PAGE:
Alex Tettey was impressed – and in his 200 City games, he’s seen a few centre-backs.
4 – Football has no advantage
After the first portion of Saturday’s game, Blackburn realised to compete they needed to kick. So they did – and generally the referee wasn’t too fussed. It made the game tortuous in places, enhancing all the bad elements that can afflict a Championship clash.
It also highlighted an area that football has a real issue with – and no apparent appetite to sort.
After one of several first-half hacks to the floor, Moritz Leitner was left in a heap – and Mr England duly waved play on. Norwich did. They broke forward but as often happens, were crowded out. From there, Rovers had their own chance to break with Leitner still down – and could have easily scored.
That is not an advantage. It is a useless and illogical officiating technique that needs changing.
It needs to be clear referees must bring play back if an advantage fails after a longer time period– but only once we finally get VAR. One obvious flaw at a time.
5 – Beware the riled Rovers
Rovers’ robust approach was understandable. They won’t be the first or last – although thankfully City withstood it, in turn showing it’s not quite that easy to stop them.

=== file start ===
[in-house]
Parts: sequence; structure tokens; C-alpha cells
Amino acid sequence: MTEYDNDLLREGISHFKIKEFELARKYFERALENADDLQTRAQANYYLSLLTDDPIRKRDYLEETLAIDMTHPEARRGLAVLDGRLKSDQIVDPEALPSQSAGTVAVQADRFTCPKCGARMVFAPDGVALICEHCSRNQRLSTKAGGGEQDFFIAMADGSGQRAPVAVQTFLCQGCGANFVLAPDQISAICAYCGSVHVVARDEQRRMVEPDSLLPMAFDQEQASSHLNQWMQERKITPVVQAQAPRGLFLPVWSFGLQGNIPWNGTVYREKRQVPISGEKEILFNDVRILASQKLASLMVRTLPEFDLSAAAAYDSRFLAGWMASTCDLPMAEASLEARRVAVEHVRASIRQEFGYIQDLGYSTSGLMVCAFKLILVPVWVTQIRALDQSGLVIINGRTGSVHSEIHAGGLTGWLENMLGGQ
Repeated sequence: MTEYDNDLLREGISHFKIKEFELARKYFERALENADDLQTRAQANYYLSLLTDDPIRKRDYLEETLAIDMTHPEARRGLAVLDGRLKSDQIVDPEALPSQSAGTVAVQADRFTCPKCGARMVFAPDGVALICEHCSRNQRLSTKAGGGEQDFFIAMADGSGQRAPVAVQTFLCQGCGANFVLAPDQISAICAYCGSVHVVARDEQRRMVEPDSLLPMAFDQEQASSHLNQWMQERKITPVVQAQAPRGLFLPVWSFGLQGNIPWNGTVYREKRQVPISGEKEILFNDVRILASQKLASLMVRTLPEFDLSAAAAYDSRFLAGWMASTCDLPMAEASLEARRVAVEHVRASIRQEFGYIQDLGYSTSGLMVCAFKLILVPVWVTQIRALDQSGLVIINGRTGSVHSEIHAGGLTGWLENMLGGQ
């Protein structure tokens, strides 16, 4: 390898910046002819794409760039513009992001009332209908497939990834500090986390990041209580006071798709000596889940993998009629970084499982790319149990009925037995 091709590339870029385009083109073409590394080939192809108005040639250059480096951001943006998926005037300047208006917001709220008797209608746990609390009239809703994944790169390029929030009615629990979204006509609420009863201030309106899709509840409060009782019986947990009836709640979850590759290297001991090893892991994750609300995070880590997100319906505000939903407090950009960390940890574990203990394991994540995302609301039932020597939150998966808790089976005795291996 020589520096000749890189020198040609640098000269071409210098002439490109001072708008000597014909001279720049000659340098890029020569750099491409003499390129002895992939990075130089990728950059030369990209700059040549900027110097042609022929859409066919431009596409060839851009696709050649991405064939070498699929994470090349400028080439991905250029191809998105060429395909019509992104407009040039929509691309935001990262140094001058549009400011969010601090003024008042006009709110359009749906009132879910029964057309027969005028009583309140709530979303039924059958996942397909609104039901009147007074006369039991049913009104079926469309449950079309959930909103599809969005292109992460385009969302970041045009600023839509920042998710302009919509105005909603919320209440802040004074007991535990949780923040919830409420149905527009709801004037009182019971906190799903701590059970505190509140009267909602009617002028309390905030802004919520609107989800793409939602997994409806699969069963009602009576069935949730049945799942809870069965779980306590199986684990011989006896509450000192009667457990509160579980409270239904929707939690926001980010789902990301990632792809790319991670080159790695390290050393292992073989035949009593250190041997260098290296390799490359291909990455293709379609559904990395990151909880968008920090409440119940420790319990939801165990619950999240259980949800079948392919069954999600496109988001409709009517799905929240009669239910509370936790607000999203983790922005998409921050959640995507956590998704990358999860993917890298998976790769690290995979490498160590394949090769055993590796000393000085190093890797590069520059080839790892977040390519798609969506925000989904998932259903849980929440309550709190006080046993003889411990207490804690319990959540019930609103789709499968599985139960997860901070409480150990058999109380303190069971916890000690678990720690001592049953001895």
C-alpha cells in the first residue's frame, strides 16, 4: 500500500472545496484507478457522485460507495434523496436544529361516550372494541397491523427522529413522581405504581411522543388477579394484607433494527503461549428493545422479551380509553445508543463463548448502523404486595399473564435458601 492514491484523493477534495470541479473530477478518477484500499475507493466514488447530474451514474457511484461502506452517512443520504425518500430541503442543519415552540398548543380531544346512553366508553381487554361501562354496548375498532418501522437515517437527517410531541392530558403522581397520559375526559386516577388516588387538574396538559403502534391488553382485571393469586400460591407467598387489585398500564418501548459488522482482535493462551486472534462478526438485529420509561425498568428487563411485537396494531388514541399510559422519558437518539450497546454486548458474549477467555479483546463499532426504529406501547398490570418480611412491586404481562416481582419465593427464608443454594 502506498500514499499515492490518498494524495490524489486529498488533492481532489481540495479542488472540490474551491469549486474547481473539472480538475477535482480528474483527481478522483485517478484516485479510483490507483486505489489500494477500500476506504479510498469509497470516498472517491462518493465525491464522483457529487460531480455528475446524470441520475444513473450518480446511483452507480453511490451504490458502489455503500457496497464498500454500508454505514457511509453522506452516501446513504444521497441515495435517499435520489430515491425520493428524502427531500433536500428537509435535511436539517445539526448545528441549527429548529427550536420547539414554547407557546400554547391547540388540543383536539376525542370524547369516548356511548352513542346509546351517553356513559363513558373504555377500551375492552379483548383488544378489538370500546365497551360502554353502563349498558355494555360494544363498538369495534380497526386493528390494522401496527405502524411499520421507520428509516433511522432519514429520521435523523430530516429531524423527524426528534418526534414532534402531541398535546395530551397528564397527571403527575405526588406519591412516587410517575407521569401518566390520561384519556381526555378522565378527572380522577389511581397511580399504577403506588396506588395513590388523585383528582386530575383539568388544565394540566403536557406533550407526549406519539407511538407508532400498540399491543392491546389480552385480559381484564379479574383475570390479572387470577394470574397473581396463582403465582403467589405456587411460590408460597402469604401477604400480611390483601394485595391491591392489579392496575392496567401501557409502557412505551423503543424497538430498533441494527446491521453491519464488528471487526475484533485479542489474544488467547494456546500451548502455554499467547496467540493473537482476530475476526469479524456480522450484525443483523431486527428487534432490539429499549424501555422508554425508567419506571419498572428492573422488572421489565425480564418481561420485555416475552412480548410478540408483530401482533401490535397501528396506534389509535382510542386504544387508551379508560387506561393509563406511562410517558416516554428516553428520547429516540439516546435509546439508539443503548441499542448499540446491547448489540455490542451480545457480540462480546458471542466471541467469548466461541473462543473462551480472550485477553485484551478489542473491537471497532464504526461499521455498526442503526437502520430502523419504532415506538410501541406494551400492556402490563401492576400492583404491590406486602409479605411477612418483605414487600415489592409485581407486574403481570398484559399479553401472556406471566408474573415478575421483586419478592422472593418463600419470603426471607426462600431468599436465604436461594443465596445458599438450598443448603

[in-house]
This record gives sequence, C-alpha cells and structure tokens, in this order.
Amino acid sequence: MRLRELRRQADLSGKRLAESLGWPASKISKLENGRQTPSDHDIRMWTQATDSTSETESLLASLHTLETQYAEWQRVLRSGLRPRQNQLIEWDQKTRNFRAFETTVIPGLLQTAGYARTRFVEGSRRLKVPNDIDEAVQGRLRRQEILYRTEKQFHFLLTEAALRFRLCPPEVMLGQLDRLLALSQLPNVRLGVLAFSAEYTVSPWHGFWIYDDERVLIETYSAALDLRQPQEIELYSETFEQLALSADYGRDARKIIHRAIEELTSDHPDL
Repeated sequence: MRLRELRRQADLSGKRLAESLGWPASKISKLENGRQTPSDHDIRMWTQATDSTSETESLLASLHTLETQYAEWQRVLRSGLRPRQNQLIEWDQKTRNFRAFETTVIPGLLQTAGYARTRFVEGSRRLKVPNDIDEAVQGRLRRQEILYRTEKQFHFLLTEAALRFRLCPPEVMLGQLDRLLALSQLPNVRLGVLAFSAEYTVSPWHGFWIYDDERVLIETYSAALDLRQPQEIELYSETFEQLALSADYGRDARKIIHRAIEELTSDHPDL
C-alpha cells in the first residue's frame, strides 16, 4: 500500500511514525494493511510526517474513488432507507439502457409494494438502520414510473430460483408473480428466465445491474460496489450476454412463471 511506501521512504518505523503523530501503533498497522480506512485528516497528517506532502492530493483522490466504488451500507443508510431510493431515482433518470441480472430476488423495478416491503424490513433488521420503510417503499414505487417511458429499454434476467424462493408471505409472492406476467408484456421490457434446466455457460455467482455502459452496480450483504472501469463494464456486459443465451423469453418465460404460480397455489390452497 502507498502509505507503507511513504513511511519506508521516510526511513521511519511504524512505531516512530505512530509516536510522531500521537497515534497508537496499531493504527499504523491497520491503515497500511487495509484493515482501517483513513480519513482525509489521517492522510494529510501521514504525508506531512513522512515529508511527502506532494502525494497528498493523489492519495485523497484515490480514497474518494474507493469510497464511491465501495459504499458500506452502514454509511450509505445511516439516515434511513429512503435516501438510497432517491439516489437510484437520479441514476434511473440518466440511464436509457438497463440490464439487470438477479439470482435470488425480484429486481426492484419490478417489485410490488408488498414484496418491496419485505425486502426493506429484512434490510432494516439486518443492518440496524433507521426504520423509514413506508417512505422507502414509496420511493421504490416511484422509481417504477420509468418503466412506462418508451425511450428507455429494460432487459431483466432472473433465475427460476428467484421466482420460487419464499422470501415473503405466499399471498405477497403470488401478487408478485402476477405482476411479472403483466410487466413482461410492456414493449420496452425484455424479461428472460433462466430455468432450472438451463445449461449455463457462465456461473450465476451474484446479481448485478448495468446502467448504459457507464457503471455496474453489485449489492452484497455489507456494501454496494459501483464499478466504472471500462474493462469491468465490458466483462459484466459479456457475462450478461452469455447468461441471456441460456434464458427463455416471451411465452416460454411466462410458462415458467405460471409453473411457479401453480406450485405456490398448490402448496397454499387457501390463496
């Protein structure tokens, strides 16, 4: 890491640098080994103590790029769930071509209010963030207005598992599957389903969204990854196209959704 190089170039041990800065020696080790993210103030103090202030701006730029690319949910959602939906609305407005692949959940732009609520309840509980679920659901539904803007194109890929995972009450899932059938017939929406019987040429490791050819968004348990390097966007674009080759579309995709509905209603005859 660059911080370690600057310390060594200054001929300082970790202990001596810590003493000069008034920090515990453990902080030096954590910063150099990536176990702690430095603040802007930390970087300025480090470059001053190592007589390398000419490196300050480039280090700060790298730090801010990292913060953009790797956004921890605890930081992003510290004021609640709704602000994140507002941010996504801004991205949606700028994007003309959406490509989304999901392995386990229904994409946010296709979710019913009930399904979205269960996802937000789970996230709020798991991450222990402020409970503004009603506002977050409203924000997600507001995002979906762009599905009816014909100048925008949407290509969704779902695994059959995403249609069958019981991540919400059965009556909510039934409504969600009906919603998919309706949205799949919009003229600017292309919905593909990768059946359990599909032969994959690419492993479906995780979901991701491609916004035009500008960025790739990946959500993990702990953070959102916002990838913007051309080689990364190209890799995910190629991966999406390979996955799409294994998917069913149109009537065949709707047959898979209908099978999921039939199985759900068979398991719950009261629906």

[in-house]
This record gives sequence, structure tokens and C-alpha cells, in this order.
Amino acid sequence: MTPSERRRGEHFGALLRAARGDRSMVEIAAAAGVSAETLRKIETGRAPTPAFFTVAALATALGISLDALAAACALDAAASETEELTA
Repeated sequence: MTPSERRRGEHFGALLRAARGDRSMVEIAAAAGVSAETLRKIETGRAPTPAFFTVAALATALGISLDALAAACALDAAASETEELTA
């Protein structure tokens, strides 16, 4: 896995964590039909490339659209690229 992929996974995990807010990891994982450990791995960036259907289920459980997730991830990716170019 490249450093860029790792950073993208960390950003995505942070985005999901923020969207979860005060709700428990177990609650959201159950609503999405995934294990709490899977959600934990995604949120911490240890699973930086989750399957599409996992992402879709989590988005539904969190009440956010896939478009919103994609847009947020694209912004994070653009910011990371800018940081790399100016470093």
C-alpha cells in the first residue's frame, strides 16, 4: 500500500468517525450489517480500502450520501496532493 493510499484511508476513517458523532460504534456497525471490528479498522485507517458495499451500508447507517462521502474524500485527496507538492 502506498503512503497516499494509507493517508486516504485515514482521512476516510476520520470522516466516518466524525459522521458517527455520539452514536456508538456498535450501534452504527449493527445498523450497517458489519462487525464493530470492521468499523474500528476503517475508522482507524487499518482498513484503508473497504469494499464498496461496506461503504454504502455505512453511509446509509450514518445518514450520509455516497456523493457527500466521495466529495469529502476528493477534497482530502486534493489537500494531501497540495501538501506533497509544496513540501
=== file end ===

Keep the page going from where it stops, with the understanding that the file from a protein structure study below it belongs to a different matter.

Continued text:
Ultimately it is the officials who need to penalise consistently – and without mitigation simply because it’s a tactical necessity.
On the flip side Harrison Reed – as seen in point one – was all the good energy and drive I expected from Rovers: nipping at feet, winning the ball and showing quality with it. It was arguably a better performance than most I saw from him in a yellow shirt last term.
But Rovers in general were a disappointment. They have come a long way in 12 months no doubt, as was repeatedly pointed out over the Ewood Park PA system at the weekend – but they also still have a fair way to travel.
The sight of an ineffective Bradley Dack leaving with an oversized entourage suggested that might not be as obvious to some as it perhaps should be.
6 – The yellow wall’s time has arrived
Boxing Day, Nottingham Forest. Saturday, Frank Lampard’s Derby. Two sides with fans openly questioning why and how Norwich are in the top two; expecting City to fall and make way for those more deserving (read expensive).
Emi Buendia and Moritz Leitner may not make either game, having been kicked off the Ewood Park pitch. Both visitors to Carrow Road may fancy taking a leaf out of Rovers’ 1970s playbook.
In their place, possibly a quartet of genuine talents with so few senior games under their belts – but a huge composure and willingness to do Norwich proud; a sentiment echoed by a squad that gets it, in a style that makes it happen.
Take your scarves and hold them high for On the ball City. Sing your hearts out. Show both clubs why this isn’t stuff they can buy, but chemistry we’ve created.
Opportunities like this don’t come often. This Christmas week is the chance to one.